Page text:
Cook on each side for about 5 minutes, until browned.

While the patty is cooking, toast your burger buns.

After toasting, I took part of an avocado and spread it on like butter. The other side of the bun got a nice heaping of the sauce we made.

Add the burger when it's ready and top with your choice of veggies. I added fermented onions and jalapenos.

Serves 6.

Friday, November 7, 2014

Recipe: Apple Pie with Gruyere Crust

 One of the perks of living in the northeast are the amazing apple orchards that let you go in and pick apples each fall. It's become a fall tradition to rent a car and drive out to the countryside and return stuffed with apple cider, apple cider donuts, and lots and lost of apples.

A photo posted by Kristin (@kristincreates) on
And, for me at least, whenever I get apples, I think of apple pie. Which makes me think of Pushing Daisies, a dark comedy with a silly premise. You know what pie is mentioned most on the show? (Or at least most in my memories?)

Apple pie with gruyere baked into the crust.

Typically something like this would be rather daunting, but at a book fair on the street, I found this wonderful book called How to Build a Better Pie, by Millicent Souris. While I tend to modify the recipes in her book (and I think there's a typo in the basic crust recipe about salt!), I absolutely love how down to earth the tone is.

I've always felt like pies were an undertaking, especially rolling out the dough, and something that should only be accomplished when you have lots of time and space - and maybe someone to clean up after you! But Millicent points out that pies were designed to be simple, and designed to be quickly made, without all the fancy gadgets we think of as necessary in today's kitchen.

Thinking about how many people have baked pies before me has really encouraged my pie baking, and it really shaped this recipe, as I made several attempts before finding one that I just loved. Luckily, I brought back plenty of apples from the orchard.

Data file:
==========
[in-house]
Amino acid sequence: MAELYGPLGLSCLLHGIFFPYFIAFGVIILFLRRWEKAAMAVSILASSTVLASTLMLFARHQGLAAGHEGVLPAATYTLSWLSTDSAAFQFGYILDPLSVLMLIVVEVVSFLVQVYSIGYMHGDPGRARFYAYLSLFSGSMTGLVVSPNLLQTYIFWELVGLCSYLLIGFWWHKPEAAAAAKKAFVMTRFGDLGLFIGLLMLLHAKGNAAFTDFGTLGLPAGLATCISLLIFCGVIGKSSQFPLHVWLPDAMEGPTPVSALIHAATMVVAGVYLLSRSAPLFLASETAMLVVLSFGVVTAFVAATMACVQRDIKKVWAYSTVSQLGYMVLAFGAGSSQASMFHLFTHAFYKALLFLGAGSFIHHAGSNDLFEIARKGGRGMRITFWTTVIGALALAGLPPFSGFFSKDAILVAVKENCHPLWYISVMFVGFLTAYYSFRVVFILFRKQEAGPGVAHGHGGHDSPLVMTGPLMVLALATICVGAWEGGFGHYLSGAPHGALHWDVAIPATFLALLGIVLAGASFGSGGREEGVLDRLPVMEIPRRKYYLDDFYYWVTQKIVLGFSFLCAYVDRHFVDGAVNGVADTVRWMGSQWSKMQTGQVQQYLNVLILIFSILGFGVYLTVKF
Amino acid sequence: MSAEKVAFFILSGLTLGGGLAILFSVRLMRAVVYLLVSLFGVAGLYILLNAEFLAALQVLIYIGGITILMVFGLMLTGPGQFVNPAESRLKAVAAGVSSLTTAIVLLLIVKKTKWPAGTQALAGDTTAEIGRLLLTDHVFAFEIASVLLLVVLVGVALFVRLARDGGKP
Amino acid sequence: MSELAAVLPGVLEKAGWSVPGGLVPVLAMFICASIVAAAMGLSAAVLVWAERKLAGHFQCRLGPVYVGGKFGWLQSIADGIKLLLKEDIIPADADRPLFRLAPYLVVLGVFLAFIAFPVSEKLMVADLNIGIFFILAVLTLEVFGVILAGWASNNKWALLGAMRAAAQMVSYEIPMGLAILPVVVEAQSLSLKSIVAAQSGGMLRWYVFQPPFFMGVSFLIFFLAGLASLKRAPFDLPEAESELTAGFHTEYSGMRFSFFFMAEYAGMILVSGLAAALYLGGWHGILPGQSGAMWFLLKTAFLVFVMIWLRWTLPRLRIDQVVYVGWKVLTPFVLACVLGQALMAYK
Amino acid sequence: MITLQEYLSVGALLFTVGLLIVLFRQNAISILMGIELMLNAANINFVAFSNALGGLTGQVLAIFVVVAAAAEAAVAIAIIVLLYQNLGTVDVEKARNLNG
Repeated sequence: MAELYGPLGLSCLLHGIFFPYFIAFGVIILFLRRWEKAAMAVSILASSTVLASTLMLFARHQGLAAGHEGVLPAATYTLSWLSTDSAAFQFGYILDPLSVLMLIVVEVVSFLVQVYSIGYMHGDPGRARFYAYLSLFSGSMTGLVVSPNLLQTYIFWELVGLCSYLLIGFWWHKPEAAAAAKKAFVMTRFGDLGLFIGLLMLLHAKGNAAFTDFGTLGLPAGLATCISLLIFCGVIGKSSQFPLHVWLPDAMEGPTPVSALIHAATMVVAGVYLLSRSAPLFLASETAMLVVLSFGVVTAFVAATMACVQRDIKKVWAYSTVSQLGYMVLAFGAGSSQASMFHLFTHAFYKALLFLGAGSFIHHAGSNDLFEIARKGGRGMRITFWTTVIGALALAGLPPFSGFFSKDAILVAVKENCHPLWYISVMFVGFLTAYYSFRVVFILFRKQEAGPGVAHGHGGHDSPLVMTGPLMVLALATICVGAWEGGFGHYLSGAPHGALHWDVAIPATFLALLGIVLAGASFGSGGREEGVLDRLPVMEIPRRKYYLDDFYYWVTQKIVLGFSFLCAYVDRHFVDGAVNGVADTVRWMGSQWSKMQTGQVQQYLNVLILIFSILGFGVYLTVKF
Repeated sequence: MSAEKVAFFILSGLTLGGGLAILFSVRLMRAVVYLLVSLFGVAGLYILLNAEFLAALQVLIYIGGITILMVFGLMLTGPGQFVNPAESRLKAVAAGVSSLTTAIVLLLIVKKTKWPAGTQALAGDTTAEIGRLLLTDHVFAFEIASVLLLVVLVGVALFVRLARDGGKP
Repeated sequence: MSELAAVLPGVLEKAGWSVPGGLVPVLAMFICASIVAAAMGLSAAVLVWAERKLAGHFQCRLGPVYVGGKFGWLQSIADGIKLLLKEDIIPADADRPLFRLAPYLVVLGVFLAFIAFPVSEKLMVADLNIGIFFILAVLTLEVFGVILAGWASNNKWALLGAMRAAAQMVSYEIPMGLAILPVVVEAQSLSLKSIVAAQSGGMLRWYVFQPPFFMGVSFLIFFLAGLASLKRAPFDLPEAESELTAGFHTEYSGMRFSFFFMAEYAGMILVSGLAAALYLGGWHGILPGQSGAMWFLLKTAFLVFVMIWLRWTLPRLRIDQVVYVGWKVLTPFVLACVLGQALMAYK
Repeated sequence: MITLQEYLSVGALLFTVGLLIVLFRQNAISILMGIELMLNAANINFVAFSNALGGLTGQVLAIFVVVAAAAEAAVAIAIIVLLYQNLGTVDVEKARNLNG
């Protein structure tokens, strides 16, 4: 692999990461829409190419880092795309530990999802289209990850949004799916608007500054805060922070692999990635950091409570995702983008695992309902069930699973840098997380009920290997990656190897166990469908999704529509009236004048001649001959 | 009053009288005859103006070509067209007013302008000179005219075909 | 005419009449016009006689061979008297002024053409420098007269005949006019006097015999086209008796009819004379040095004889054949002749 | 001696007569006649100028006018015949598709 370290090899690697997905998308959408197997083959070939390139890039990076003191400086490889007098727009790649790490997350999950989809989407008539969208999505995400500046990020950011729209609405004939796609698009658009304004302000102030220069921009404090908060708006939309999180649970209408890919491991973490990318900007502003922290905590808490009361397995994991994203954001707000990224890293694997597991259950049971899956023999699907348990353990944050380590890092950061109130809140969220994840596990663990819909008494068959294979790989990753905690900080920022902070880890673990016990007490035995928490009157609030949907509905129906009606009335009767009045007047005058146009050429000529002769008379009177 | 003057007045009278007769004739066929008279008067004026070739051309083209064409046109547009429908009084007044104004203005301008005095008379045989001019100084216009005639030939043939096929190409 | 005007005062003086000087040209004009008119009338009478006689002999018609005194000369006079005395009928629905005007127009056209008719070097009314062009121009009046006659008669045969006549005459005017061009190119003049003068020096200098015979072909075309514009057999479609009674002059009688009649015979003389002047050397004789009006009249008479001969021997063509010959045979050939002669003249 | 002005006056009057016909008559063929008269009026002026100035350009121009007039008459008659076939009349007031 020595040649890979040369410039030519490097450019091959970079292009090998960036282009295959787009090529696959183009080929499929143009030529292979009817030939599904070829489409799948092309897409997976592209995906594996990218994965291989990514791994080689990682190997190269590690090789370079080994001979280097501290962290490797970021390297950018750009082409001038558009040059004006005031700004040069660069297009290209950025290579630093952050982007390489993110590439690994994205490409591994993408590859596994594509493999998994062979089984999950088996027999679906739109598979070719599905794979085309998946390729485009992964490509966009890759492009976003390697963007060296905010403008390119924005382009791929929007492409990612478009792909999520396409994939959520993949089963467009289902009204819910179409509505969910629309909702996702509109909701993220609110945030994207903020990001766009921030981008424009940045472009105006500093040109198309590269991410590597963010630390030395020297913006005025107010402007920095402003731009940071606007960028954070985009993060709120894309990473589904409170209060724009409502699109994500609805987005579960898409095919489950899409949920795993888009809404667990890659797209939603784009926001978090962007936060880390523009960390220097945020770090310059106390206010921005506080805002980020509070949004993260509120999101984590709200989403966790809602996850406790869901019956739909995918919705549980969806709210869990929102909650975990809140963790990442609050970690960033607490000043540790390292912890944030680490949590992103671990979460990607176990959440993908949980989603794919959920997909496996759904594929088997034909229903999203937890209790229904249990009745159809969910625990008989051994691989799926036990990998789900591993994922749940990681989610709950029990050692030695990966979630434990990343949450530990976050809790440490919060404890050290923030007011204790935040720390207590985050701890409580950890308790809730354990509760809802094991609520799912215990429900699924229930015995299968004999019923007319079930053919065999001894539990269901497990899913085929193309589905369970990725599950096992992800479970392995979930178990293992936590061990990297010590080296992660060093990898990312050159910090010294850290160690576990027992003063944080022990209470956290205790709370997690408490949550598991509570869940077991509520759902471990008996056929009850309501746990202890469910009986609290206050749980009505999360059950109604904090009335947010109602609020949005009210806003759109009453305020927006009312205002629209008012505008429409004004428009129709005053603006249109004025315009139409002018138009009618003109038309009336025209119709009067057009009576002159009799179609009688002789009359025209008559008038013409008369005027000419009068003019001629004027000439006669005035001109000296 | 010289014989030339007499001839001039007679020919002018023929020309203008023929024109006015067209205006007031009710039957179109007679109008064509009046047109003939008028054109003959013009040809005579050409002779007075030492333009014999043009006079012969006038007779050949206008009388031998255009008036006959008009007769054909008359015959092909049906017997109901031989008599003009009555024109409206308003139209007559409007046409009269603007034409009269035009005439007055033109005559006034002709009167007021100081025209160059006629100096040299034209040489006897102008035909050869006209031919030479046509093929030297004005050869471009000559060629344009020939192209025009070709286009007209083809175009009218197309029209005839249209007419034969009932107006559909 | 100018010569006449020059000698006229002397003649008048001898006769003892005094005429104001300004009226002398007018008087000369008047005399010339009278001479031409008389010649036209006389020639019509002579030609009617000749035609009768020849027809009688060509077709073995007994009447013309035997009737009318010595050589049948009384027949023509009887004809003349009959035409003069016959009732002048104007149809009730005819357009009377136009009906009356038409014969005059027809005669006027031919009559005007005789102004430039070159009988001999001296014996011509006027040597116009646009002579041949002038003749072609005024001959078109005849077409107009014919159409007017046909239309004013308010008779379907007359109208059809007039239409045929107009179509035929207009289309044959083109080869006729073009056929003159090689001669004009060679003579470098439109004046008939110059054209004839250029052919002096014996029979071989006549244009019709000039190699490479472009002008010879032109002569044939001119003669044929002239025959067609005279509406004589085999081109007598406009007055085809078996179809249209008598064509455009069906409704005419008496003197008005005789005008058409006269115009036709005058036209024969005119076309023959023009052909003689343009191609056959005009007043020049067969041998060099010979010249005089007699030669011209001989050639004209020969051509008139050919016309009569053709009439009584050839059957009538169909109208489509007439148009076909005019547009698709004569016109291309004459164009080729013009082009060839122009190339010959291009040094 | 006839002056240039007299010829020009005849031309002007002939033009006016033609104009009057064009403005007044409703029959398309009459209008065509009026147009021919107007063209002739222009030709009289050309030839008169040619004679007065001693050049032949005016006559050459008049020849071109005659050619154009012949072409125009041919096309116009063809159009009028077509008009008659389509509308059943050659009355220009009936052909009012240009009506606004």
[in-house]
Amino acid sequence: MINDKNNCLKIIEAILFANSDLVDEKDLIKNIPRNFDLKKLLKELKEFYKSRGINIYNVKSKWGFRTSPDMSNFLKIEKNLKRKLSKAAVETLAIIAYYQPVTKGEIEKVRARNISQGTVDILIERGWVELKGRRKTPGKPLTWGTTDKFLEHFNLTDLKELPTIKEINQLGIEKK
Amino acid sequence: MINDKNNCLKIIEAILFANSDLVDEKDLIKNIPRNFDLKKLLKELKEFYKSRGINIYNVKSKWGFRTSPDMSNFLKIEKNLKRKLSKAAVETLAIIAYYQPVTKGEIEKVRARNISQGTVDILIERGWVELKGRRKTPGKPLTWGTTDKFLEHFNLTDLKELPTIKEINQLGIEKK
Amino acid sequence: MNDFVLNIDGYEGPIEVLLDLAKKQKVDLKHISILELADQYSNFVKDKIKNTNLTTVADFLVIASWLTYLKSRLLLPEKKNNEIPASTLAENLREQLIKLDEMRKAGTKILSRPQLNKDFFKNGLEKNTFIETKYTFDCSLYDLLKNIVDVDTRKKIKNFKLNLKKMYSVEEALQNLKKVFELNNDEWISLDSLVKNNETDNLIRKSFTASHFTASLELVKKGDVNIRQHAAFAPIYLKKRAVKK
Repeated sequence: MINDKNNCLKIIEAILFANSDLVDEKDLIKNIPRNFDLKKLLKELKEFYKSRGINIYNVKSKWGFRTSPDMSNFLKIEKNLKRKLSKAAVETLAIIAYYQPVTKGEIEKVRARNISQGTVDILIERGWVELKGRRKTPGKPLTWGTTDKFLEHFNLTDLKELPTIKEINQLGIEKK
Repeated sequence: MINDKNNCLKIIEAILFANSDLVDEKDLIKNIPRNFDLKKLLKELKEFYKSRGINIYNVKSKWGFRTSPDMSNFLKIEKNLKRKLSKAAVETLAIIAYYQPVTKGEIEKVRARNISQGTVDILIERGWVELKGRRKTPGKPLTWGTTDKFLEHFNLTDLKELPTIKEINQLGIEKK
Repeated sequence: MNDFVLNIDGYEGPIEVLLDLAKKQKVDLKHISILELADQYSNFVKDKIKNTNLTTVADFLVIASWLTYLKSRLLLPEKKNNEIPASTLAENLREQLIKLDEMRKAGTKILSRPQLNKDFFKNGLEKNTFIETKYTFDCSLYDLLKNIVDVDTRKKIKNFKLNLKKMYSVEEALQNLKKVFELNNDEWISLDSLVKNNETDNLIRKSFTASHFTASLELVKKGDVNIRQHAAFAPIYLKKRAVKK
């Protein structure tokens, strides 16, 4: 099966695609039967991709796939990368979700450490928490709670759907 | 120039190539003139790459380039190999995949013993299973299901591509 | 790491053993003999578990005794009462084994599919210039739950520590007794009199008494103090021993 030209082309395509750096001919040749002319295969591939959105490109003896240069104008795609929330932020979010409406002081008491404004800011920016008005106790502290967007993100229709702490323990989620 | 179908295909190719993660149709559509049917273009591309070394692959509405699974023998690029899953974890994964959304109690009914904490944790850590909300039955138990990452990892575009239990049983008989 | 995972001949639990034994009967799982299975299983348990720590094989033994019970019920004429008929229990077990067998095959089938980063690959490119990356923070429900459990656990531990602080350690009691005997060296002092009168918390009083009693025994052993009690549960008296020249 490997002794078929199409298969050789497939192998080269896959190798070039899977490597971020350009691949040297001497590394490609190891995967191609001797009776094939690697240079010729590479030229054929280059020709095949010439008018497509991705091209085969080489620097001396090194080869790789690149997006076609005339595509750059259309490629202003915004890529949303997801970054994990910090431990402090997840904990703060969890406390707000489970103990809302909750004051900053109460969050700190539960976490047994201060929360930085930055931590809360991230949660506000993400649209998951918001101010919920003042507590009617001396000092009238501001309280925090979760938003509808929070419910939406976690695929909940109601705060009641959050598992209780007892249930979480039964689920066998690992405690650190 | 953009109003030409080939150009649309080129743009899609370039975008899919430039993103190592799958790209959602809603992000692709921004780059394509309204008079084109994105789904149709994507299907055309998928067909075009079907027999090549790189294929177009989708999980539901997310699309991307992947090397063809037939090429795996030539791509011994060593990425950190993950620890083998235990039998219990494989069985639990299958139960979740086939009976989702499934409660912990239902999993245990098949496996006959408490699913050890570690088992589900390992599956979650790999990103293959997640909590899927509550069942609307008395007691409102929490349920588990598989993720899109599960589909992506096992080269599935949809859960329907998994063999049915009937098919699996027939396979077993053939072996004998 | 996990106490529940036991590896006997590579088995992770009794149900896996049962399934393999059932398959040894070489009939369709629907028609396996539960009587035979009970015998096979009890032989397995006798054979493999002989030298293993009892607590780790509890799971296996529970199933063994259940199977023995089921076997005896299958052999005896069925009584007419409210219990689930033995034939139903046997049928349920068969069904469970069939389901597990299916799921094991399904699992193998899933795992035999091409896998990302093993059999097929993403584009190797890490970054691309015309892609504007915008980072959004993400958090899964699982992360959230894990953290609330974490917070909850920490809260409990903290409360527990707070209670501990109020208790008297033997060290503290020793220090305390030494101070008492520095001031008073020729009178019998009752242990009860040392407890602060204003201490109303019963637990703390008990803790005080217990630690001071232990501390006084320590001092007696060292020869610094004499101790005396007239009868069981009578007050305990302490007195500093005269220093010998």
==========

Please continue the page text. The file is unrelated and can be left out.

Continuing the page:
(Don't worry, no complaints were had as I tested out different recipes!)

Pie Crust
1.5 cups of all-purpose flour
1 tsp salt
3 tsp sugar
12 tbsp cold, unsalted butter
1/2 cup shredded gruyere
cold water

Apple Filling
4-5 apples (I used braeburn)
1/2 cup sugar
1/8 tsp cinnamon
1 tsp vanilla extract
2 tbsp thickener (I use flour - but you can also use cornstarch or arrowroot)

Pie Crust
Combine the flour, salt, and sugar in a large mixing bowl. Slice the cold butter into chunks and mix it into the flour with your hands, being careful not to let the butter break down too much. You want it to have larger chunks, as it will make the pie crust flakier. Add in the gruyere cheese and mix.

Slowly add cold water. There are always suggestions, but I always find myself going over. I add in cold water about 1/2 cup at a time, mixing carefully and thoroughly. Add in enough so that the dough sticks together, but you also don't want the dough to be too wet - so it shouldn't stick to your hands either. If you find that you added too much water, add more flour back in.

When you're satisfied with your dough, separate it into 2 flattened circles. Wrap in saran wrap and refrigerate at least 30 minutes.

Apple Filling
Thinly slice the apples and add them in a large mixing bowl. Combine the sugar, cinnamon, vanilla extract, and your choice of thickener and toss with the apples. If you're not making the pie right away, add some lemon juice to preserve the color of the apples, though that's completely unnecessary.

Preheat the oven to 400.